Ridge - The upper horizontal line where two roof slopes meet and slope downward in both directions. A trim piece that covers the ridge is called a ridge cap.

Soffit - The finished underside of a roof overhang.

Sheathing - The boards that are used to create the roof deck, usually plywood or OSB (Oriented Strand Board).

Square - A roofer’s term for 100 square feet of roof surface. Because it is a rounded-off number, a roof that is “23 squares” would be approximately 2300 square feet,

Transition - The lower horizontal line where roof slopes meet. Transitions require a flashing.

Valley - The line formed by the intersection of two sloping roof planes. Flashing here is called valley flashing.


Roof Materials

Asphalt Fiberglass Shingle - A type of shingle that uses asphalt for water proofing and has fiberglass reinforcement. A granule topping provides protection for UV sunlight deterioration. It is the most popular roofing material in America. The two basic types are three-tab, which has a relatively flat surface, and dimensional (also called architectural) shingles, that are heavier and more three-dimensional.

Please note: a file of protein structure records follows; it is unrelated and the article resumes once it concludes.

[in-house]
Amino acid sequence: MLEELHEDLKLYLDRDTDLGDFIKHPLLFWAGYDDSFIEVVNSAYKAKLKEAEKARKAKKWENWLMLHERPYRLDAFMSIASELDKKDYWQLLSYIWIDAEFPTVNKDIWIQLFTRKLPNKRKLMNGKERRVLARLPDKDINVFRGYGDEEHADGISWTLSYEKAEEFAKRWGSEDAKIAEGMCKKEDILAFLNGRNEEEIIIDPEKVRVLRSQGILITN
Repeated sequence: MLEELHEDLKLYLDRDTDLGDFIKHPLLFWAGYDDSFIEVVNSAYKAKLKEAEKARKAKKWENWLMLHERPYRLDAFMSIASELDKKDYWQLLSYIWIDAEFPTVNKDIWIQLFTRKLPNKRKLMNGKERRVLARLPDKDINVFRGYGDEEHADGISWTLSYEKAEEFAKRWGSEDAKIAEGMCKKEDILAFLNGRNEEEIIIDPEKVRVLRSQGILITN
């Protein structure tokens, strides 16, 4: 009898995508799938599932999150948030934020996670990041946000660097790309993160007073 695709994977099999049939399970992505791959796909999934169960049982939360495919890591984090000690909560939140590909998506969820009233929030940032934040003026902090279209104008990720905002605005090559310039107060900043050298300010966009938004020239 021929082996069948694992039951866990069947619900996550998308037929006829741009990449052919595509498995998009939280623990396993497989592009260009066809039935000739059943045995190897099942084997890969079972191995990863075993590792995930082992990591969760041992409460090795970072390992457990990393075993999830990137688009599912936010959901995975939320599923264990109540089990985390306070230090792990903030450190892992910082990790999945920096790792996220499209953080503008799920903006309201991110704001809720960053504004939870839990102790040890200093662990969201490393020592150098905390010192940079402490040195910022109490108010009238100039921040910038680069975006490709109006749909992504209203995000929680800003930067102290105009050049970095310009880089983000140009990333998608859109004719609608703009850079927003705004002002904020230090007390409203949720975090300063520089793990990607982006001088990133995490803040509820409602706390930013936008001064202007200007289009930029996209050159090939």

Built-Up - Multiple layers of roofing felts (usually 4-ply) cemented together with asphalt between each layer

Built-Up and Gravel - A built-up roof with a heavy top coat (flood coat) of asphalt embedded with gravel.

Metal - Metal roofing is usually steel with a rust-resistant coating, either galvanized or galvalume, although some types are copper or aluminum. It is defined by the “profile” the metal sheet is shaped into, such as 5V-crimp, PBR, or standing seam.